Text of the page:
- The Washington Times - Friday, November 16, 2001

House members yesterday questioned the need for federal funding of abstinence-only education programs, saying that such an approach limits states in how they prevent teen pregnancy.

A major theme in the 1996 welfare-reform law was giving states flexibility to design their own programs, Rep. Benjamin L. Cardin, Maryland Democrat, said at a hearing of the House Ways and Means subcommittee on human resources.

Yet the law's Title V abstinence-education grant program sets specific parameters for how the funds can be spent, Mr. Cardin said.

"Why pigeonhole [those funds] so tightly" when it prevents states from doing innovative programs?, he asked.

Like Mr. Cardin, "I'm concerned about the narrowness of the funding," said Rep. Nancy L. Johnson, Connecticut Republican.

In the next round of welfare reform, she said, Congress should update some of its approaches and integrate fathers and comprehensive teen pregnancy-prevention into the law.

Good candidates for funding, she added, is family-focused programs like the Greater New Britain Teen Pregnancy Prevention Inc. in Connecticut, which has successfully helped poor Hispanic families prosper while greatly reducing teen pregnancies.

Several witnesses at the hearing led by Rep. Wally Herger, California Republican, defended funding for abstinence-only programs as a preventative approach that is welcomed by many teens, parents, schools and communities.

Abstinence "is the message we believe young girls want to hear," said Elayne Bennett, founder of the Best Friends program, who cited surveys that found that large numbers of teen-age girls want to know "how to say no" to sexual pressure from boyfriends.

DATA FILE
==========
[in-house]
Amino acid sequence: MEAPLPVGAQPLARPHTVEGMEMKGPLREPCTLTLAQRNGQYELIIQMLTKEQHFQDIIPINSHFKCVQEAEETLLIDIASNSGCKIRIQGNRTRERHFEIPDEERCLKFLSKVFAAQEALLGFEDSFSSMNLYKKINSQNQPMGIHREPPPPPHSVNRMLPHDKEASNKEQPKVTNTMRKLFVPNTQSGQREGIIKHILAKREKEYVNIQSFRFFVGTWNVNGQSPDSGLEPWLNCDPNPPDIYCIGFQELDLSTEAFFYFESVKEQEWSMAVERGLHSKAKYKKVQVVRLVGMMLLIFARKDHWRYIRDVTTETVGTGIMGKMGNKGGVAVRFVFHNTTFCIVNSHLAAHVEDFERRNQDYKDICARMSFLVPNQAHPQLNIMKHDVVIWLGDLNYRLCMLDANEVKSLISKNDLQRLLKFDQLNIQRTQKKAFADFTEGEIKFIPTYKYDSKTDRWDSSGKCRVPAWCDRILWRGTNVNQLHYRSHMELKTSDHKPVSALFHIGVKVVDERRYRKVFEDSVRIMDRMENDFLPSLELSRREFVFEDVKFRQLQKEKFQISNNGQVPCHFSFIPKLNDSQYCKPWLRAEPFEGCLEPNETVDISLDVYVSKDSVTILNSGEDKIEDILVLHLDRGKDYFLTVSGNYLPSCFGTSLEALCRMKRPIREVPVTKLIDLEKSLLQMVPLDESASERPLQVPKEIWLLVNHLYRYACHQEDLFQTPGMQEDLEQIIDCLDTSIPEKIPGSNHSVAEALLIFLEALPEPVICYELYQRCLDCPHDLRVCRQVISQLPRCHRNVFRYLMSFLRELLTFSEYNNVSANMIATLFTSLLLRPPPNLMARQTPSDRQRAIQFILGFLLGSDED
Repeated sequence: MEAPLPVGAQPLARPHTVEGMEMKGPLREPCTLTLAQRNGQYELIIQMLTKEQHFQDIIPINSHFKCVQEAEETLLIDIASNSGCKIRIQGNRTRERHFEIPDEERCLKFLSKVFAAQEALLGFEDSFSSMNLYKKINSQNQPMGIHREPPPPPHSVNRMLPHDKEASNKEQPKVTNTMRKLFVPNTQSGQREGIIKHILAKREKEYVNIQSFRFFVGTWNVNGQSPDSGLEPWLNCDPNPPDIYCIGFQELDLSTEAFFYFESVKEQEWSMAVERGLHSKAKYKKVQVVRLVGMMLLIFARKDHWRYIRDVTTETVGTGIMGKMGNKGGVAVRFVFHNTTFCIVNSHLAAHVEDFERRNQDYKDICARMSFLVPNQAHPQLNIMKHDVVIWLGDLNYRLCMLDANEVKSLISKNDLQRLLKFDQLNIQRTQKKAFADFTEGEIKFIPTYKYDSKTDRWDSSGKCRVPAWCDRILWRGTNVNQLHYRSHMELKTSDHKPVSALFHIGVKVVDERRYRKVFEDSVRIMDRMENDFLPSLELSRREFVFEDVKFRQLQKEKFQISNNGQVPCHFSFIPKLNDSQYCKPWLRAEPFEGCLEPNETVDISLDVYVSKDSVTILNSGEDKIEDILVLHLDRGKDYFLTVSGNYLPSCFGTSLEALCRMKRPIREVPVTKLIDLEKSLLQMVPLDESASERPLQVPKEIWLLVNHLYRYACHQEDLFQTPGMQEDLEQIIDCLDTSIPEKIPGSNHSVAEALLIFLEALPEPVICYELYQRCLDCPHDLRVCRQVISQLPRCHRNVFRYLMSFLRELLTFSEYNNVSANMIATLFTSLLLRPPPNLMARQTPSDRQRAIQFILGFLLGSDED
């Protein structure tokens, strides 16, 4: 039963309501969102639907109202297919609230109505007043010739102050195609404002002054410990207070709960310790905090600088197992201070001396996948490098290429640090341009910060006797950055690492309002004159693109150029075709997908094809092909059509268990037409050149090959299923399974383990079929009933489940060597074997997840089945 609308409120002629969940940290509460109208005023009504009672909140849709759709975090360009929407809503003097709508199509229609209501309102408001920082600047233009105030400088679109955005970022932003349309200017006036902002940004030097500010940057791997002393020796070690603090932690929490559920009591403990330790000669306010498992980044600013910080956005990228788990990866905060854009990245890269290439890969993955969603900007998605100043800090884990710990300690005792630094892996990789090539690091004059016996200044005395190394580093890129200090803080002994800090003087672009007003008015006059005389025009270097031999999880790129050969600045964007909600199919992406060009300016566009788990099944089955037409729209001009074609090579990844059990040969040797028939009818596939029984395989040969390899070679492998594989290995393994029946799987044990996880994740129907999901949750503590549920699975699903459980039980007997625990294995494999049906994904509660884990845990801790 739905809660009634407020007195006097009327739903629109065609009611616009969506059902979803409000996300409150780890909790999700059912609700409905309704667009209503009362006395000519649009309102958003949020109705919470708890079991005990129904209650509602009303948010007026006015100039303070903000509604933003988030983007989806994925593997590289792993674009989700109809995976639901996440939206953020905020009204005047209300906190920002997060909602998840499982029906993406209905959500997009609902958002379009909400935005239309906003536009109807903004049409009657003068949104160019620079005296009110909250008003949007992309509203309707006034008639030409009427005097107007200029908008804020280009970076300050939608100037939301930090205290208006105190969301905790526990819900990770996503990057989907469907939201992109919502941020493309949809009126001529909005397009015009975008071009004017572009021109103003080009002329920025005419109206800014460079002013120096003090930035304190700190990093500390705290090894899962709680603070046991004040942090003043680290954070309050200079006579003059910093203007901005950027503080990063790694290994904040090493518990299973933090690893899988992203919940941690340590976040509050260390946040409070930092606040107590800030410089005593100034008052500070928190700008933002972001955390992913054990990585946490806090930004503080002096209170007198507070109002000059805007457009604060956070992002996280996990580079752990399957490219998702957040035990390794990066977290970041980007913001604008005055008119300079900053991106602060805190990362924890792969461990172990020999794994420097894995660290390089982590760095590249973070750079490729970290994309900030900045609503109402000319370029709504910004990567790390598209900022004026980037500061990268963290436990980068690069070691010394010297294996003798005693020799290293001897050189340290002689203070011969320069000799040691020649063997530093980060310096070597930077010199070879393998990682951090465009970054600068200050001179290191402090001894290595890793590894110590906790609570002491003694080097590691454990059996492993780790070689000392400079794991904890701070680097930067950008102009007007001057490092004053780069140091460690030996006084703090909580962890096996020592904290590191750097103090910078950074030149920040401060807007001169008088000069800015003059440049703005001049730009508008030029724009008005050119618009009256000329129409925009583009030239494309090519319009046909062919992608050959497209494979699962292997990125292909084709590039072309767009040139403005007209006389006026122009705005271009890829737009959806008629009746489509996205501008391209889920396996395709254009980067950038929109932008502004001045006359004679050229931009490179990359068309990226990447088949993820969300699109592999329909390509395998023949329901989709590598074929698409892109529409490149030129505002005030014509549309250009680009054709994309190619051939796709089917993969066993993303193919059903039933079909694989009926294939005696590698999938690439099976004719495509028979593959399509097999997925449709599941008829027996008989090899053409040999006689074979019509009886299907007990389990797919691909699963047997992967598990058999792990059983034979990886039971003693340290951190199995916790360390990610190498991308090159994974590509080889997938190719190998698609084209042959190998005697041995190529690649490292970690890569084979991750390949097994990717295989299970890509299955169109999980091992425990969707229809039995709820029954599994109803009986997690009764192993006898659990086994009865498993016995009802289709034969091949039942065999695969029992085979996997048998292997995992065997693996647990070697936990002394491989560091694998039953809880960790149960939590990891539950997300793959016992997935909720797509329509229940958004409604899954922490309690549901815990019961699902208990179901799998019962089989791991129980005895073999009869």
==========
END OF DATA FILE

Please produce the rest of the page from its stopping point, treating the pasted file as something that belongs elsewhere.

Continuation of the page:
Sexual abstinence is a proven deterrent to the flood of sexually transmitted diseases, said Dr. Joe S. McIlhaney, president of the Medical Institute for Sexual Health.

The most popular contraceptives for teen-age girls Depo Provera and the pill may prevent pregnancies but they "provide no protection from STD transmission," he said, adding that among today's sexually active teens, one in four is infected with an STD.

Questioned about the effectiveness of Title V-funded abstinence programs, University of Pennsylvania professor Rebecca A. Maynard said study results of such programs will not be ready for at least a year.

Mrs. Bennett, whose group is not included in the Title V study, said it will soon release a study showing that girls in the Best Friends program are far less sexually active than peers in other D.C. schools.

Sarah S. Brown, director of the National Campaign to Prevent Teen Pregnancy, said their research has found that programs that stressed both sex education and youth development "substantially reduced" teen pregnancy and birthrates.

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